“Sorry,” said Santiago, pulling the wheel hard to the left. The streaks of mud on the windshield quickly washed away under the heavy rain and the powerful rhythm of the wipers.
Turville leaned carefully to his side so he could look up at the blue and black clouds that marched across the sky. His neck didn’t hurt as bad anymore—very much a relative state, unfortunately. Above him, the contrasts in the sky were dramatic as a strong northerly wind pushed thunderheads over them.
“Crummy weather,” Santiago said.
“At least it’s not snow.”
“Yo, man, you are right about that.”
Quiet reigned in the humvee for the next several minutes. Behind them, standing on a small platform, PFC Tilman manned a machine gun. Nowell had his face buried in the latest Seth Harwood paperback. He was an absolute junkie for crime novels.
“Turville, can I ask you a question?”
Turville looked over at Santiago. “Yeah, what’s up?”
“What crawled up Corporal Meigs’s ass?” As he asked the question, Santiago’s face twisted in anger. He was usually pretty a pretty level headed guy. The obvious anger was more than a little unusual.
“I don’t know. What did he do?”
Santiago waved his hand, as if trying to scare away a bug. “Eggh …. Yesterday when we were headed back from chow—Tilman and me, anyway—out of the blue he comes up and starts messing with us. Uniform out of order, we’re slouches. Man, I ain’t no slouch. I bust my ass. Besides, he’s not my corporal, you are. What the hell?”
Turville grinned. “Santiago, if I had a clue what was up with Meigs, I’d let you know. I don’t. He’s always on top of somebody—used to be me. I’ll talk to Sergeant Nguyen about it if you want.”
“Yeah, I want. If you don’t mind.”
They rode in silence for a few minutes, then Nowell chimed in. It only took a second before Turville wished he hadn’t.
“He’s pissed at you, Turville. It’s about that Bronze Star—he doesn’t think you should have gotten it.”
Turville turned his head—too far—back toward Nowell. A cry burst from him and he twisted his body around to accommodate the pain.
“What the hell are you talking about?”
Nowell shrugged. “I’m just saying, Turville. I heard him bitching about it right after the formation.”
Santiago muttered, “Motherfucker.”
Turville shrugged. “If it wasn’t that, it’d be something else. Meigs is just a very angry dude. I don’t think it has much to do with any of us. Anyway, let me know if you he gives you any trouble.”
“Cool,” Santiago said, nodding his head in rhythm with his entire upper body.
Turville carefully turned back to the front. Ahead of them, the road continued to twist in hairpin turns up and over the mountains.
They weren’t that far from where the platoon was ambushed last week. However, they were arguably better prepared. The patrol—the entire platoon this time—was spread out in 12 humvees, each driving more than 50 yards behind the one in front of it. Four squads of nine riflemen each, plus the heavy weapons squad with its twin M-240 machine guns. All in all, more than 40 well armed and pissed off men. It would be a foolhardy militia-member that attacked this column.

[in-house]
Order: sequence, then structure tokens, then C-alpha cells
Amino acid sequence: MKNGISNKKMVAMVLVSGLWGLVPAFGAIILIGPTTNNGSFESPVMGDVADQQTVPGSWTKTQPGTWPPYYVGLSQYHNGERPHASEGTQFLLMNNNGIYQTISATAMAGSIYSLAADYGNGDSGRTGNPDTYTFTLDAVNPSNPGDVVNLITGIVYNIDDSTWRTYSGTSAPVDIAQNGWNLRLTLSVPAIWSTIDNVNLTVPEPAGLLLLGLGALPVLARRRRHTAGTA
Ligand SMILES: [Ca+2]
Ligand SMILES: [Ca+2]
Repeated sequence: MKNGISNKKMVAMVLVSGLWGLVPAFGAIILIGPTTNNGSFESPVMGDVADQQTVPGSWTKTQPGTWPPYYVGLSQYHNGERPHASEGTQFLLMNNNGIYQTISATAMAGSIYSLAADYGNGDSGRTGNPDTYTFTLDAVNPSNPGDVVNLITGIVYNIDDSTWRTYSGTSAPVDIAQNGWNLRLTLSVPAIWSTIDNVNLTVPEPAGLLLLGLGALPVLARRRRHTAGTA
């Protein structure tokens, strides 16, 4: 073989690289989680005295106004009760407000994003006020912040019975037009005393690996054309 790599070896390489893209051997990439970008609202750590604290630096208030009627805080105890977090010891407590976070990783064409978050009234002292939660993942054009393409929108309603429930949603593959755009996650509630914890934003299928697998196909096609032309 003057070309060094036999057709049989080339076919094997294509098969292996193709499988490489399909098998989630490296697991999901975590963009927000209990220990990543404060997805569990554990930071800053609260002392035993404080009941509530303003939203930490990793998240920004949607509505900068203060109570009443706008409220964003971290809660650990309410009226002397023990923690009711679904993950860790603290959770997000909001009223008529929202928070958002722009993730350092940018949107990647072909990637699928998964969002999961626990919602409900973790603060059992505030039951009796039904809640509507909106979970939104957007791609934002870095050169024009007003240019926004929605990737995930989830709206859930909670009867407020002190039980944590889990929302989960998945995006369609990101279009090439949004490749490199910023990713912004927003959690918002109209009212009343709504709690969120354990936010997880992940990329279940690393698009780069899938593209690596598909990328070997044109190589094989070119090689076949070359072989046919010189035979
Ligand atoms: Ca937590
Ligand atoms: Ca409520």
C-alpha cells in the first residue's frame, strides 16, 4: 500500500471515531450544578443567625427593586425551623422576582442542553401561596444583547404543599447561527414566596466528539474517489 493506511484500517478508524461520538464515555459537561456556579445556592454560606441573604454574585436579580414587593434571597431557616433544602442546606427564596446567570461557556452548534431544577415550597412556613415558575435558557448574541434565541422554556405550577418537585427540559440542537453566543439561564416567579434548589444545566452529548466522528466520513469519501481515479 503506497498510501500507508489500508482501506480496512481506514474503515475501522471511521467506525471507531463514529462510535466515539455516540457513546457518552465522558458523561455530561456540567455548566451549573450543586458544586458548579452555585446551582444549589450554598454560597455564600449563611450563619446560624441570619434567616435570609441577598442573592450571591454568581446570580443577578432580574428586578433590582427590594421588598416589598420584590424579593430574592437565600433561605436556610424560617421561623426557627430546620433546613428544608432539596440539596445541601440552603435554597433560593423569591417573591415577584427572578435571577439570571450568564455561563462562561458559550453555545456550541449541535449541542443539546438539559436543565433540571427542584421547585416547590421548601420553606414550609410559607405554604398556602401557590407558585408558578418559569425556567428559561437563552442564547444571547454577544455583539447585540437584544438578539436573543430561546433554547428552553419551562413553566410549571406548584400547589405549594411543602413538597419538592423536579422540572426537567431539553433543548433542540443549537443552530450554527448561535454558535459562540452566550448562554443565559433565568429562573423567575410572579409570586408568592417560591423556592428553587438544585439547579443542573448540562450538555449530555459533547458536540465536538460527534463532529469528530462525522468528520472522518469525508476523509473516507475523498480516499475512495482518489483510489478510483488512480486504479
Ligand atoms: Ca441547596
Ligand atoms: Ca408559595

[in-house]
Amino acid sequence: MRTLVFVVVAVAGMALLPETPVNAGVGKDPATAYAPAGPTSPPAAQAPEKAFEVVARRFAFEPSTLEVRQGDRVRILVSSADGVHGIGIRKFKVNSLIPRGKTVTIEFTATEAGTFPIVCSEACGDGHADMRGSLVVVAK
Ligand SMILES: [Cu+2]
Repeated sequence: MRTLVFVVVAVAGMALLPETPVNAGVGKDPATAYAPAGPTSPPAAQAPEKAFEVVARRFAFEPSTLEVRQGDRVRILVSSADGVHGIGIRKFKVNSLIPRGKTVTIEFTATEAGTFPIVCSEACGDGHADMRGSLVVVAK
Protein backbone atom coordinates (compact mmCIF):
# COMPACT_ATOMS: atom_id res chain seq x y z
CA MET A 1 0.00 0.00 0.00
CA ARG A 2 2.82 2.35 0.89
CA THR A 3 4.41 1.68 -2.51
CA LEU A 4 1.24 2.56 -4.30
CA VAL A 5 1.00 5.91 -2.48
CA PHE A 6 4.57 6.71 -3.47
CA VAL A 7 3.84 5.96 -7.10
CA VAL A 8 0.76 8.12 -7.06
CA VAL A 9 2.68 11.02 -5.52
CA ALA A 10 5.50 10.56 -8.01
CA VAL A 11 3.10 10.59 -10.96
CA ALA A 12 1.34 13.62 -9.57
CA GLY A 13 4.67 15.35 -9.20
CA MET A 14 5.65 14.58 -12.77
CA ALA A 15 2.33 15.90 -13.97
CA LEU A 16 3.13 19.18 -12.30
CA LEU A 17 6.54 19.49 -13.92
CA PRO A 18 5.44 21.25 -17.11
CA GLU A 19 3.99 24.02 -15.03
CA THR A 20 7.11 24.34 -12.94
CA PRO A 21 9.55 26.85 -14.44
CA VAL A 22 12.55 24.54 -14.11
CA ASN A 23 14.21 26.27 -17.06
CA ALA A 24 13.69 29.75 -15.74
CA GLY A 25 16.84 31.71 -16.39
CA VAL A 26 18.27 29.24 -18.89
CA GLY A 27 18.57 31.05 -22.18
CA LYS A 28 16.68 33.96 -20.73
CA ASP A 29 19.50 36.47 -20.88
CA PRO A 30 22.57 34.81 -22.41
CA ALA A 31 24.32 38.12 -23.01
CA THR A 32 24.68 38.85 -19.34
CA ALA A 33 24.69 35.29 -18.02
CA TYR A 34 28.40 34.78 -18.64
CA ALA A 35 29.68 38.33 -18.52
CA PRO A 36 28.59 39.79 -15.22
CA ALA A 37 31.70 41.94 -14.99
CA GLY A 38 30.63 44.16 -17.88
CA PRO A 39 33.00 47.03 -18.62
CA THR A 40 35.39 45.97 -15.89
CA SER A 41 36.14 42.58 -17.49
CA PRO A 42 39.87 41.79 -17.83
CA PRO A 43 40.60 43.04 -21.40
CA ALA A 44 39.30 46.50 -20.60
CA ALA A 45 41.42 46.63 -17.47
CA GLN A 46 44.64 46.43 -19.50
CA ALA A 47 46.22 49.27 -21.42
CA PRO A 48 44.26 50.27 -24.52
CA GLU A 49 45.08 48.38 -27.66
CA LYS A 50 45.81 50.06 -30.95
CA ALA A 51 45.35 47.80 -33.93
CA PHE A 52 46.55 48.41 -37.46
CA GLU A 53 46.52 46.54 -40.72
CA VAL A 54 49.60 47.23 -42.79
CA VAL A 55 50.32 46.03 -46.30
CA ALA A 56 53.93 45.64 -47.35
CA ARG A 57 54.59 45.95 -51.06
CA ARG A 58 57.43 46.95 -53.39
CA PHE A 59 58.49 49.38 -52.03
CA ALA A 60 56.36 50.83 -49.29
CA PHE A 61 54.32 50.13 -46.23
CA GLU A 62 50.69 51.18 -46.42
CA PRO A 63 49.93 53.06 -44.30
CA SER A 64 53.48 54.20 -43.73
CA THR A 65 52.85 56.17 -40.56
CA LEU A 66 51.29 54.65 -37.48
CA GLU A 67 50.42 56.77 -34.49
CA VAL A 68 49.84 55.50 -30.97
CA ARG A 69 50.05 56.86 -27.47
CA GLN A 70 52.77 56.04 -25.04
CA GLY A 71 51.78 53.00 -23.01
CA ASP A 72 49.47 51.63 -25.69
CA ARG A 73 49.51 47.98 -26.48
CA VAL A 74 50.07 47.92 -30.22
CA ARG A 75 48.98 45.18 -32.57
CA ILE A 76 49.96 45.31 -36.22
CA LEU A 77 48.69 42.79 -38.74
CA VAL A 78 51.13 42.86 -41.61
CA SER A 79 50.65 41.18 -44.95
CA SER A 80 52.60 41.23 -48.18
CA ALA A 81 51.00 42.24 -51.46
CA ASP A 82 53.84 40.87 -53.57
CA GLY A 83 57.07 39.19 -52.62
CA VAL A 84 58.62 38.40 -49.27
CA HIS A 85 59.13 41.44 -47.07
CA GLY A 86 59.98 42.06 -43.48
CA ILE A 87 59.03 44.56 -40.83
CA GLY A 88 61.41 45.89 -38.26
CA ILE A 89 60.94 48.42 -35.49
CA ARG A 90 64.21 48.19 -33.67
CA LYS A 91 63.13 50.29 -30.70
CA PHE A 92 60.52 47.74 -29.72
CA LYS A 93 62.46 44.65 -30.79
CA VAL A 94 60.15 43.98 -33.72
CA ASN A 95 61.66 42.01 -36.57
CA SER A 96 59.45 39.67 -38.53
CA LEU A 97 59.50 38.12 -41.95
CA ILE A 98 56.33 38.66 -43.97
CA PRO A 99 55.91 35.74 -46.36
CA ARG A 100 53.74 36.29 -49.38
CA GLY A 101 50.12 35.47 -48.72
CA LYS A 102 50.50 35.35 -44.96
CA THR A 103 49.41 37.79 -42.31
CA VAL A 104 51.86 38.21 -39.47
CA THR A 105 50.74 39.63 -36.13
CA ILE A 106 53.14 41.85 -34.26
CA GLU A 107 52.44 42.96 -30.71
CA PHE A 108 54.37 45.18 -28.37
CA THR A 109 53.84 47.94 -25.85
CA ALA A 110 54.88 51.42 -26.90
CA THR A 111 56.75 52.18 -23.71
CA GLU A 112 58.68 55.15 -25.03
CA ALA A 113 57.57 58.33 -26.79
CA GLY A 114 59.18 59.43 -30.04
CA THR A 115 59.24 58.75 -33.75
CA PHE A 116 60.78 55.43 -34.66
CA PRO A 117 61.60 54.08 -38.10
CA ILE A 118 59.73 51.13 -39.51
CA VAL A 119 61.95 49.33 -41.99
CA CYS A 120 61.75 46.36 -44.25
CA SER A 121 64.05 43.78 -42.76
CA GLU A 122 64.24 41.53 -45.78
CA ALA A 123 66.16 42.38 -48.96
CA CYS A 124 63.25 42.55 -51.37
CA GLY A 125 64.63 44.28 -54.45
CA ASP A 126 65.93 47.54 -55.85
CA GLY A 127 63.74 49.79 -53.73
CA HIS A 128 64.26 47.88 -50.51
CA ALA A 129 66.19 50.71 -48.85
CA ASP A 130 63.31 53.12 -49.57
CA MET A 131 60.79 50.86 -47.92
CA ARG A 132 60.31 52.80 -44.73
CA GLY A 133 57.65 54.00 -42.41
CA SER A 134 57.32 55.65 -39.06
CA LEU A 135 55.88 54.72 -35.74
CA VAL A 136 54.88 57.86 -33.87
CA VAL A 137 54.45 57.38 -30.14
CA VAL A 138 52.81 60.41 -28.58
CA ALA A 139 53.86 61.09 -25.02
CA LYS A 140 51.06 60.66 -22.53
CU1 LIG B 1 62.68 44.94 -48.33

Of course, that was just while they were on the move. Once they settled into Whitesville and its environs, things might change fast. The company was moving into Boone County to stay.
“Where you from, Santiago?” Turville asked.
“Yeah?” said Nowell, chuckling. “How come you’re not in the Honduran Army?”
Santiago jerked a thumb back toward Nowell. “PFC Nowell thinks he’s funny, yeah. It’s no laughing matter. I make good money since I’ve been in the Army, and I get my U.S. citizenship quickly. Once I have that, I can bring my wife and son to live with me.”
Turville stared in silence, but Nowell chimed in—again. “Well, I’ll be damned. You got a wife back home? But you’re always checking out the girls!”
Santiago looked in the rearview mirror. “My friend, I said I was married, not castrated.”
A shout from Tilman, above them, cut that short.
“Heads up. Car!”
“Easy guys,” Turville said. Make sure you have your weapons, but don’t do anything with them. Clear?”
The others murmured assent.
The vehicle, coming around a switchback toward them, was a brown and white pickup. Maybe twenty years old, maybe more. Turville felt himself tense as it approached.
“All elements, this is Blue Six,” they heard over the radio. “Maintain calm, report any problems. Blue six, out.”
“Yeah,” Turville said. “Keep it chilled.”
“And if it’s some fucking hillbilly terrorist?” Santiago replied. His voice was screwed up tight.
“Then we’re fucked.”
Santiago spat out the unzipped window. Scarcely a second later the pickup passed them headed in the opposite direction. The driver, a woman in her forties with deep lines her face, waved and smiled as the drove by.
“See?” Turville said, trying to keep his sign of relief quiet enough the others couldn’t hear. “Nothing to it.”
He nearly jumped out of skin when Nowell leaned forward and shouted “Boo!” in his ear.
“God damn it, Nowell!”
Santiago chortled. “Corporal Turville, you’re all right.”
“Sorry, Turville,” Nowell said. “I just couldn’t help it.”
Turville shook his head and laughed.